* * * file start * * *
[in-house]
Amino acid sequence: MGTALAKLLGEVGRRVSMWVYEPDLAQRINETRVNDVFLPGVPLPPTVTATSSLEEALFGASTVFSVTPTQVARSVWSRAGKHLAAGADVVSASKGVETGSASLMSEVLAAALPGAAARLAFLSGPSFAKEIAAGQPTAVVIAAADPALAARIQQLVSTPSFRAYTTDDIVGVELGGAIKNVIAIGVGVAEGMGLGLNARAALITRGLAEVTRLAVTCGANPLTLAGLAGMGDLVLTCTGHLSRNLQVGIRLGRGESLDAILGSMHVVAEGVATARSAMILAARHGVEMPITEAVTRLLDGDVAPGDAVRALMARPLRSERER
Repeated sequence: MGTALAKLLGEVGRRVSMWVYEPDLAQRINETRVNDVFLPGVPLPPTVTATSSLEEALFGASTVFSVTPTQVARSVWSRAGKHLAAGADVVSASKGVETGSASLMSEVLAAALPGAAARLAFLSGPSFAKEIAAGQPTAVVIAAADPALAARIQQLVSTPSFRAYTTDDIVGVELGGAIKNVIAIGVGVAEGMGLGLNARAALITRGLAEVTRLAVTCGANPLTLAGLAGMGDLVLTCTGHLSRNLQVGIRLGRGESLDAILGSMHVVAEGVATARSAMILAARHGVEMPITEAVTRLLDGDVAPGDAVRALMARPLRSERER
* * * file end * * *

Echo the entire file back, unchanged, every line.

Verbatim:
[in-house]
Amino acid sequence: MGTALAKLLGEVGRRVSMWVYEPDLAQRINETRVNDVFLPGVPLPPTVTATSSLEEALFGASTVFSVTPTQVARSVWSRAGKHLAAGADVVSASKGVETGSASLMSEVLAAALPGAAARLAFLSGPSFAKEIAAGQPTAVVIAAADPALAARIQQLVSTPSFRAYTTDDIVGVELGGAIKNVIAIGVGVAEGMGLGLNARAALITRGLAEVTRLAVTCGANPLTLAGLAGMGDLVLTCTGHLSRNLQVGIRLGRGESLDAILGSMHVVAEGVATARSAMILAARHGVEMPITEAVTRLLDGDVAPGDAVRALMARPLRSERER
Repeated sequence: MGTALAKLLGEVGRRVSMWVYEPDLAQRINETRVNDVFLPGVPLPPTVTATSSLEEALFGASTVFSVTPTQVARSVWSRAGKHLAAGADVVSASKGVETGSASLMSEVLAAALPGAAARLAFLSGPSFAKEIAAGQPTAVVIAAADPALAARIQQLVSTPSFRAYTTDDIVGVELGGAIKNVIAIGVGVAEGMGLGLNARAALITRGLAEVTRLAVTCGANPLTLAGLAGMGDLVLTCTGHLSRNLQVGIRLGRGESLDAILGSMHVVAEGVATARSAMILAARHGVEMPITEAVTRLLDGDVAPGDAVRALMARPLRSERER